Safety fears at Northern Ireland's biggest reservoirs stymie development

Northern Ireland's two largest reservoirs, Silent Valley and Ben Crom, are at the centre of a growing row over safety that has resulted in a block on decisions on a significant number of developments downstream of the two facilities. Northern Ireland Water has confirmed that the latest regular statutory inspection of the reservoirs highlighted that work was needed “to ensure the reservoirs continue to remain safe into the future”. The facilities supply much of the capital, Belfast, as well as business and domestic customers in Co Down. Meanwhile the local planning authority, Newry, Mourne and Down District Council, acting on the advice of the Province’s Department for Infrastructure, has ins

Irish Water sewage treatment repairs too slow says environment watchdog

The pace at which Irish Water is fixing the legacy of deficiencies in the country’s waste water treatment infrastructure is too slow, the Environmental Protection Agency (EPA) has complained. The agency's latest report on urban waste water treatment (covering 2018) highlighted that raw sewage from 36 towns and villages was still being released into coastal waters and rivers. The document noted that raw sewage discharges would continue past 2021 in 13 locations. EPA director Dr Tom Ryan said: “ We are seeing repeated delays in providing treatment for many areas and it is not acceptable that 13 towns and villages will still have no waste water treatment by the end of 2021. Irish Water must sp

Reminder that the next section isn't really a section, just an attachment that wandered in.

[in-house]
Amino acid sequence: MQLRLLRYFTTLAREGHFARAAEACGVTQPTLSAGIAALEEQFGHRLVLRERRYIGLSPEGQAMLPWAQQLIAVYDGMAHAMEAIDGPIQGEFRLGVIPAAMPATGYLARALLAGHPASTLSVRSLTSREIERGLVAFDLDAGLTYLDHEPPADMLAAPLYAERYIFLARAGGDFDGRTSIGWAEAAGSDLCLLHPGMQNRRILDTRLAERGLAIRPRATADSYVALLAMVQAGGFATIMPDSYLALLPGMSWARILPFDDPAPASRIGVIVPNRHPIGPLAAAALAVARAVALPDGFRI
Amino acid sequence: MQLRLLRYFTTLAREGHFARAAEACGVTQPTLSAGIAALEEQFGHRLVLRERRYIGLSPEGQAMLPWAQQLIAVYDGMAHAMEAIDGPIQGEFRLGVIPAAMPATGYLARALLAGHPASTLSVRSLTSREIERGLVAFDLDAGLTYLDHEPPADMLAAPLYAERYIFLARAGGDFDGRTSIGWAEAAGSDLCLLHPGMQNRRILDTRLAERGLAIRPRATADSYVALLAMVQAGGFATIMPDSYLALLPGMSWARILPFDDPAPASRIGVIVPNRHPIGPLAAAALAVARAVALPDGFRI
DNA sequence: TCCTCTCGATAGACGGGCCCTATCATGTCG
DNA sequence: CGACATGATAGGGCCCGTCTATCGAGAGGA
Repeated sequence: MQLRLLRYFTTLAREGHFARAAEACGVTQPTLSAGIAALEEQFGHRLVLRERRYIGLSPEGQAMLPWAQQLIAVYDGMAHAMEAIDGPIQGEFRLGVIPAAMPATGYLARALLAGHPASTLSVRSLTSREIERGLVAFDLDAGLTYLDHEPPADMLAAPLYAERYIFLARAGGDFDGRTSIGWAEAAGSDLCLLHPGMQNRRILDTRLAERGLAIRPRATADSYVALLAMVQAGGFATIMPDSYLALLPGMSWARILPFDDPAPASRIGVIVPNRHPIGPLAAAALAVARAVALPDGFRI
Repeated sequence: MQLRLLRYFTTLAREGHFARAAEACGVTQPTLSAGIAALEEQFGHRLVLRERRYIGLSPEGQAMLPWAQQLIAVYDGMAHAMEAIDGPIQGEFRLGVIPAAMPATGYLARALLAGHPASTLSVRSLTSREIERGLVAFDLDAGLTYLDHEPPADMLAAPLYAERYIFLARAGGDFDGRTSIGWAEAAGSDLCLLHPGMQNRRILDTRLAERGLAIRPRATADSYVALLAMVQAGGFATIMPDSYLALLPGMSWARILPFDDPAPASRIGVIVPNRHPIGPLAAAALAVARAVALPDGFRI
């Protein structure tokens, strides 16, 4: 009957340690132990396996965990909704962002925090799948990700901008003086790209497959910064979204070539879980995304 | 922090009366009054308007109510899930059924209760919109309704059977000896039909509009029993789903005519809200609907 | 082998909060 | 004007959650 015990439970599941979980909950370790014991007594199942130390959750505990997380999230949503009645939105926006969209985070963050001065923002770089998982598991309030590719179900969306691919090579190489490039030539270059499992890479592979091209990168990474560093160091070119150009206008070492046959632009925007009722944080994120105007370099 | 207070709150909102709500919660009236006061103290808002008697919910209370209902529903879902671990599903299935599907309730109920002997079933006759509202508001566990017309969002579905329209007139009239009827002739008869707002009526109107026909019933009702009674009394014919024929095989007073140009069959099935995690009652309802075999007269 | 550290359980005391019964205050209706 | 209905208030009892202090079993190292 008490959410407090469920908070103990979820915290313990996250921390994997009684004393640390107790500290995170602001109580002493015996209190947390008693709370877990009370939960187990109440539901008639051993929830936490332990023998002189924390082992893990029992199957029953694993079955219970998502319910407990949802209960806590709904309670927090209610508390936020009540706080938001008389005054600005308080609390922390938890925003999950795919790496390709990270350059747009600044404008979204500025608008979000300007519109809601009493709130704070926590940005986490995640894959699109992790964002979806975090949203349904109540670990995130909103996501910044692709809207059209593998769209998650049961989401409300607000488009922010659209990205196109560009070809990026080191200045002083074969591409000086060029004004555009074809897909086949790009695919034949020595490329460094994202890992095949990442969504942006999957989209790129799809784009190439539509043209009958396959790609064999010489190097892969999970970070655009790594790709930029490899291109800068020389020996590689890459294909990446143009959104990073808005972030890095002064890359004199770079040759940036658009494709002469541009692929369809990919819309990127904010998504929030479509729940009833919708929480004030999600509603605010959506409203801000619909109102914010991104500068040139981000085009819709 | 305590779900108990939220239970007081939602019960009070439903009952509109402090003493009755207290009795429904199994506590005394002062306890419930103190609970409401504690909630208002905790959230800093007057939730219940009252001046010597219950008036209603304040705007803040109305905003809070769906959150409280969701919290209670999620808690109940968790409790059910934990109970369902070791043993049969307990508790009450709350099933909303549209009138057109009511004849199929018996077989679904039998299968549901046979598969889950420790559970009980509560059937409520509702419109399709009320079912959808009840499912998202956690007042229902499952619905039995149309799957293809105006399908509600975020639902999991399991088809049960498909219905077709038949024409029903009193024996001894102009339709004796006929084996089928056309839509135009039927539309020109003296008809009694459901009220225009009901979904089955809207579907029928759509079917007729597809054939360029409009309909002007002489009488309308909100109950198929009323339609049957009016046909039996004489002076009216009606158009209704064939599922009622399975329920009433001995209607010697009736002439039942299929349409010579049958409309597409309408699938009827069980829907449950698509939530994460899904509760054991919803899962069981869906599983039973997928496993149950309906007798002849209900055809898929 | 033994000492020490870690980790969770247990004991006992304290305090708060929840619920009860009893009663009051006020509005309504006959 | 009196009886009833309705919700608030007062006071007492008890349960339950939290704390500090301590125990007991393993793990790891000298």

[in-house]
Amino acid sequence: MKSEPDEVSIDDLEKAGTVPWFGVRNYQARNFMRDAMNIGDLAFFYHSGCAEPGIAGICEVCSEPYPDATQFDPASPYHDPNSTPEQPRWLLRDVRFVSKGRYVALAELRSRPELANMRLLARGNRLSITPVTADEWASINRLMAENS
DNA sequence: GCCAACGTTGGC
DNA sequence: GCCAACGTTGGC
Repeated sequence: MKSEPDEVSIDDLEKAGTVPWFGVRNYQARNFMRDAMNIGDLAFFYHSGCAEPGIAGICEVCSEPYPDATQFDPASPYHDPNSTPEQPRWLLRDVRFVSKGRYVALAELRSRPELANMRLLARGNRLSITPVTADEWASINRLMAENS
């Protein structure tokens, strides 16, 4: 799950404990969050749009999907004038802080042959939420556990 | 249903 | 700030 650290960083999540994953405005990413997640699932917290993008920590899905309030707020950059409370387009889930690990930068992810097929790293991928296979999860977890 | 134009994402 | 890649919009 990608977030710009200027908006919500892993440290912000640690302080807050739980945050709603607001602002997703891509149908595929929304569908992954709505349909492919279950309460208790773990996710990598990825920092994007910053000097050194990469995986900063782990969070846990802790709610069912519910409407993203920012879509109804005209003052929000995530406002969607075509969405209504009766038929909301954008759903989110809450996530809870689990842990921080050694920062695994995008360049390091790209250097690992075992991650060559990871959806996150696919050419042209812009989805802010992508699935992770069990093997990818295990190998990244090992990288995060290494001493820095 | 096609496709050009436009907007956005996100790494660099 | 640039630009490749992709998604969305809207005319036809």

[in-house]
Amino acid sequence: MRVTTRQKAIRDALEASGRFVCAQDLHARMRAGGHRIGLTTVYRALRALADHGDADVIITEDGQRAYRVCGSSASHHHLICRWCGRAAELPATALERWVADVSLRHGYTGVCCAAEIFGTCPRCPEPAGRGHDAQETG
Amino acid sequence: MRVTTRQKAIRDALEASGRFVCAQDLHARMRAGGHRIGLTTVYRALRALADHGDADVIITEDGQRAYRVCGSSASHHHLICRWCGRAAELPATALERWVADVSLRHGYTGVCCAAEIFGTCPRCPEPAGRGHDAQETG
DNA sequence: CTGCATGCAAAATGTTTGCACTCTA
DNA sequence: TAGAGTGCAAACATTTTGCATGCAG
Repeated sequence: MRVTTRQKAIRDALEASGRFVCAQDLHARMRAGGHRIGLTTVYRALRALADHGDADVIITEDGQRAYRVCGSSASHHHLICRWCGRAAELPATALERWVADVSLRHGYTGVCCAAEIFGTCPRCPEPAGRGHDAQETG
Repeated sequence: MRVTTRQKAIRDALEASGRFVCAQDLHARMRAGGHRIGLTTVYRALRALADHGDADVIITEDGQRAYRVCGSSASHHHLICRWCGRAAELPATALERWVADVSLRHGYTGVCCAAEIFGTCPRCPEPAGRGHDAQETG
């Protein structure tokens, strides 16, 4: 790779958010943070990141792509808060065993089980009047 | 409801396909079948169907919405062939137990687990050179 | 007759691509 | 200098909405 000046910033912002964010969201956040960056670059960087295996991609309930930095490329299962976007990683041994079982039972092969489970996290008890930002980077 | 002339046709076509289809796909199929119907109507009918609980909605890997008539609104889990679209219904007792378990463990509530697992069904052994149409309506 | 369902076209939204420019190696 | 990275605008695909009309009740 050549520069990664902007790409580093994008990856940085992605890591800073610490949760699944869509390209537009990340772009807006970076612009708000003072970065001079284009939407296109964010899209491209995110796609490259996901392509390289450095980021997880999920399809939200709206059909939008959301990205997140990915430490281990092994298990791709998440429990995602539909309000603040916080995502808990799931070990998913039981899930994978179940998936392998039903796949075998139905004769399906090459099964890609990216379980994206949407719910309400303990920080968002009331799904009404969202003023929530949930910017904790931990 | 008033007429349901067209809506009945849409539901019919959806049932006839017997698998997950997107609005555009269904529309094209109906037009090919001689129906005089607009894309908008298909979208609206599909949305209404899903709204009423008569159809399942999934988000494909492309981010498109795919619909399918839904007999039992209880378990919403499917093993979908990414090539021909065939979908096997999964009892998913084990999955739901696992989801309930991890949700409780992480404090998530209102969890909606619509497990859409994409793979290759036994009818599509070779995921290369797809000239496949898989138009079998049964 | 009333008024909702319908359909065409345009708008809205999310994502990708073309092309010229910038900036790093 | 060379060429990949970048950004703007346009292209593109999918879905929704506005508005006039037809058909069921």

London’s power network chief reported as frontrunner for Thames Water top job

Media reports have placed chief executive of London's electricity network operator, UK Power Networks, Basil Scarsella, – as the front runner for the top job at Thames Water. Another candidate on the shortlist is understood to be currently in a senior role at another water and sewerage company. Although Thames executive chairman, Ian Marchant, said he wanted to have a name in the frame by autumn, nothing is now expected to be confirmed until after the general election and final determinations announcement.